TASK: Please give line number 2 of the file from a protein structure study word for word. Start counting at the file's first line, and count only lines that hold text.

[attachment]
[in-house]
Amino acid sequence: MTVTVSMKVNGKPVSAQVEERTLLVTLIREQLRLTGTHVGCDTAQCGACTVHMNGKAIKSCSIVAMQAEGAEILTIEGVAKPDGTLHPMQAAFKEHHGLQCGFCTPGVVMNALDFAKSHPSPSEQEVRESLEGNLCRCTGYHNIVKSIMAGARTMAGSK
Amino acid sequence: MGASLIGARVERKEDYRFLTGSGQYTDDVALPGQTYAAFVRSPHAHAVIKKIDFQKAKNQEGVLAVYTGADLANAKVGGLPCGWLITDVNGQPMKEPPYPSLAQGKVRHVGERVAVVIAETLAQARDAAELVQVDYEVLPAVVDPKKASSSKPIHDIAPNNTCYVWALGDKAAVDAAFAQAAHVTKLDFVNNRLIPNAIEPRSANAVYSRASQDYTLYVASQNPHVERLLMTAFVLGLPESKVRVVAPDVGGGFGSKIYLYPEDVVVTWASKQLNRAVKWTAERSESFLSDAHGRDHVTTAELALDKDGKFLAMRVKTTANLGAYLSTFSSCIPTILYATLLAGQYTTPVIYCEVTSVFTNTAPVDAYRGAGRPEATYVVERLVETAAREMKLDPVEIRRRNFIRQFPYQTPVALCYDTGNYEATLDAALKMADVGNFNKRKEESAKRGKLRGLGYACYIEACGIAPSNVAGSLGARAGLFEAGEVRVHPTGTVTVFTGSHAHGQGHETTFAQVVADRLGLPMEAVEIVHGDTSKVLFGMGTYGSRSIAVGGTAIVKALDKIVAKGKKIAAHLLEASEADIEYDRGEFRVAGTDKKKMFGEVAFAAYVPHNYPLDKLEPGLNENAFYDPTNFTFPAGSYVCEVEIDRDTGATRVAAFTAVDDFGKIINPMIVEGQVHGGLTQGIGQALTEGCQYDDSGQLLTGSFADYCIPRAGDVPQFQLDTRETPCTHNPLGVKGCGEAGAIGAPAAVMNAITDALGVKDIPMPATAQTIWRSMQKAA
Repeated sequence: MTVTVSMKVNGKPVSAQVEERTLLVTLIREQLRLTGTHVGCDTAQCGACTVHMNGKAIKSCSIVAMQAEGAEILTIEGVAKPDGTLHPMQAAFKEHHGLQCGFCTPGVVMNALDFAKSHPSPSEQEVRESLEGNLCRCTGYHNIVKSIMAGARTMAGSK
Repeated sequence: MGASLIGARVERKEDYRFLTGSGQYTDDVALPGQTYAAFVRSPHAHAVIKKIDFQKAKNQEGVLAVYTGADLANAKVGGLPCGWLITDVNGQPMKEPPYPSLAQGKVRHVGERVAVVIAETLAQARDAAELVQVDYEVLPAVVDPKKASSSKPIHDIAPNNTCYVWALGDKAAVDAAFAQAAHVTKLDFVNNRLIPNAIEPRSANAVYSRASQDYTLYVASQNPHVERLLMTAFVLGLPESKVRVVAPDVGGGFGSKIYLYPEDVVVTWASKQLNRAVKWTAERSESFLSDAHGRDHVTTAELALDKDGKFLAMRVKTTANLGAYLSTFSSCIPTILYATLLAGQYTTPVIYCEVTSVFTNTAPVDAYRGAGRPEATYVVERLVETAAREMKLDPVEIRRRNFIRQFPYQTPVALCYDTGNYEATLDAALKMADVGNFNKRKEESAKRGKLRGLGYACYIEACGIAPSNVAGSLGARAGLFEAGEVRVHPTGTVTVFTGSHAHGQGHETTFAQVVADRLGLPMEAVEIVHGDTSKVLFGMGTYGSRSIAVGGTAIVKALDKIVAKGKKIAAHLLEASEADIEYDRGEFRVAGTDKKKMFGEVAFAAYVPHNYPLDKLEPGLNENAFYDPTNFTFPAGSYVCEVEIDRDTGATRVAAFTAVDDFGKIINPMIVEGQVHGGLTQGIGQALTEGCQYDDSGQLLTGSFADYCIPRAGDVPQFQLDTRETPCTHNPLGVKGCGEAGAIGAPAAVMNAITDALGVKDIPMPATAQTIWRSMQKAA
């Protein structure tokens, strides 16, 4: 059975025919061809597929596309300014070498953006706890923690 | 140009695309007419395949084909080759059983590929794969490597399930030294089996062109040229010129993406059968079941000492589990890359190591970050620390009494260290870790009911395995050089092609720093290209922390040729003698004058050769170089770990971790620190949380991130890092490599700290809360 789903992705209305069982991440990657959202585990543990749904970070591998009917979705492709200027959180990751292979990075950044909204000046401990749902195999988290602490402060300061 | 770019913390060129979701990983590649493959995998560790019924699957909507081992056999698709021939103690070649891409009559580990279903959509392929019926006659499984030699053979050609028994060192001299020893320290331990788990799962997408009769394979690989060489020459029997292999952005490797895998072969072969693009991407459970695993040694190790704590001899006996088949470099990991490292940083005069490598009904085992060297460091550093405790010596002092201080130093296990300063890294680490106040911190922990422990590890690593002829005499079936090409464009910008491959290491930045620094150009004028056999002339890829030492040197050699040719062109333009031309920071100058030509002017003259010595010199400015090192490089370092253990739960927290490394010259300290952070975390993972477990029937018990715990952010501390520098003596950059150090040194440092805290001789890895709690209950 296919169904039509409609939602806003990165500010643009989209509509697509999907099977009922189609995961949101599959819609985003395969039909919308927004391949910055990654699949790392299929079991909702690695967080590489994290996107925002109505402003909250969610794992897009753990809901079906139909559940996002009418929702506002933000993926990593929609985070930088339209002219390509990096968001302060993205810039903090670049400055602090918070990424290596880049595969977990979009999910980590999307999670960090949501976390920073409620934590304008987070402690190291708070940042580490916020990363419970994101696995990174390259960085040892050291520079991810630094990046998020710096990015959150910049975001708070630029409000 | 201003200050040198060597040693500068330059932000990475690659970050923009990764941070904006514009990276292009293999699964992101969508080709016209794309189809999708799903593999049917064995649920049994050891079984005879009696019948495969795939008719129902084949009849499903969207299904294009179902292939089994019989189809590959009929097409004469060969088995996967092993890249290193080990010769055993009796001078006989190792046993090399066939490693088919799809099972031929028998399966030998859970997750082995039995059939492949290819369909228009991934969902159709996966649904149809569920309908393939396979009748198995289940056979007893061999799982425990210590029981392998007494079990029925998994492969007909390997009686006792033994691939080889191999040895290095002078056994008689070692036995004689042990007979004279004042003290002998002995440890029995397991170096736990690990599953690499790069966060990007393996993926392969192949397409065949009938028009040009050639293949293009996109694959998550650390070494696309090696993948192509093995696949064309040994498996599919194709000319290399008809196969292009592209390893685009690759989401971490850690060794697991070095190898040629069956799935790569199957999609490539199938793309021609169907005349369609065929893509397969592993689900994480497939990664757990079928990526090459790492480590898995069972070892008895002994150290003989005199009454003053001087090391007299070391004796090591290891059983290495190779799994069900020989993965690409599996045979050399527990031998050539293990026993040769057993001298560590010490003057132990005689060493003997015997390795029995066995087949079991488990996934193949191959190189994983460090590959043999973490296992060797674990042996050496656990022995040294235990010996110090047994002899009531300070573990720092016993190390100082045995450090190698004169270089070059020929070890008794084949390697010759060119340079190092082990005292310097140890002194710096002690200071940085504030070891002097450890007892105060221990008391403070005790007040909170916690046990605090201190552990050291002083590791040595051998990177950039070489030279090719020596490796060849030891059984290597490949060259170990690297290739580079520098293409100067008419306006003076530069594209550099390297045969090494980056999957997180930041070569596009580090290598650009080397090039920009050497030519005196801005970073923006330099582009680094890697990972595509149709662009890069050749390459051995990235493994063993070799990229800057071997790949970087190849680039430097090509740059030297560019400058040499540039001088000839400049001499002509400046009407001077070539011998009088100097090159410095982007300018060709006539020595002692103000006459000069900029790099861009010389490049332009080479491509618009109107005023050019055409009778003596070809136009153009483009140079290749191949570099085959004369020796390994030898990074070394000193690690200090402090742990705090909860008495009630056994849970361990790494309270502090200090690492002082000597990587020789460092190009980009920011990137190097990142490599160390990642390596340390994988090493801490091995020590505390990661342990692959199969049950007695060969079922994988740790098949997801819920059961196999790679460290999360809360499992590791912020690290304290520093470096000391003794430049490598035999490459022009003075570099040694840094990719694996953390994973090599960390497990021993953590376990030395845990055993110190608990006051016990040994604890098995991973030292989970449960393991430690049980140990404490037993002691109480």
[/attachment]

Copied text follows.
Amino acid sequence: MTVTVSMKVNGKPVSAQVEERTLLVTLIREQLRLTGTHVGCDTAQCGACTVHMNGKAIKSCSIVAMQAEGAEILTIEGVAKPDGTLHPMQAAFKEHHGLQCGFCTPGVVMNALDFAKSHPSPSEQEVRESLEGNLCRCTGYHNIVKSIMAGARTMAGSK